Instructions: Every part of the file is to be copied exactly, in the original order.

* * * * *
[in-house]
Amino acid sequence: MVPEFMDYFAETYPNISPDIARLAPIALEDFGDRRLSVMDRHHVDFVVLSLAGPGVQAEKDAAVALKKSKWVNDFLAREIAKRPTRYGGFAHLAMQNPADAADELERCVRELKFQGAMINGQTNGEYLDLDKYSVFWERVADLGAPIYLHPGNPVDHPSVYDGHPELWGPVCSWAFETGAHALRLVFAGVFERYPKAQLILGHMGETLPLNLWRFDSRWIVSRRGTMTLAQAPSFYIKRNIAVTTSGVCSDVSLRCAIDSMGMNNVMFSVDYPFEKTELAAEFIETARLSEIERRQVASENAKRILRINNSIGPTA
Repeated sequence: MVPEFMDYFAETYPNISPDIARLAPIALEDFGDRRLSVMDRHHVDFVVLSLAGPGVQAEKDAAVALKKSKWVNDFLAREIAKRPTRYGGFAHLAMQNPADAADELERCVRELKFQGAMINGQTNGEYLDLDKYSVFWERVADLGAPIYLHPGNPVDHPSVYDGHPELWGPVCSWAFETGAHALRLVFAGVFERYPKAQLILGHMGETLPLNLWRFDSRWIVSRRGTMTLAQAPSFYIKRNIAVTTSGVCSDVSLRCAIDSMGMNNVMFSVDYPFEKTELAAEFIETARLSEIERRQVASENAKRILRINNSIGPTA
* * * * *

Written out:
[in-house]
Amino acid sequence: MVPEFMDYFAETYPNISPDIARLAPIALEDFGDRRLSVMDRHHVDFVVLSLAGPGVQAEKDAAVALKKSKWVNDFLAREIAKRPTRYGGFAHLAMQNPADAADELERCVRELKFQGAMINGQTNGEYLDLDKYSVFWERVADLGAPIYLHPGNPVDHPSVYDGHPELWGPVCSWAFETGAHALRLVFAGVFERYPKAQLILGHMGETLPLNLWRFDSRWIVSRRGTMTLAQAPSFYIKRNIAVTTSGVCSDVSLRCAIDSMGMNNVMFSVDYPFEKTELAAEFIETARLSEIERRQVASENAKRILRINNSIGPTA
Repeated sequence: MVPEFMDYFAETYPNISPDIARLAPIALEDFGDRRLSVMDRHHVDFVVLSLAGPGVQAEKDAAVALKKSKWVNDFLAREIAKRPTRYGGFAHLAMQNPADAADELERCVRELKFQGAMINGQTNGEYLDLDKYSVFWERVADLGAPIYLHPGNPVDHPSVYDGHPELWGPVCSWAFETGAHALRLVFAGVFERYPKAQLILGHMGETLPLNLWRFDSRWIVSRRGTMTLAQAPSFYIKRNIAVTTSGVCSDVSLRCAIDSMGMNNVMFSVDYPFEKTELAAEFIETARLSEIERRQVASENAKRILRINNSIGPTA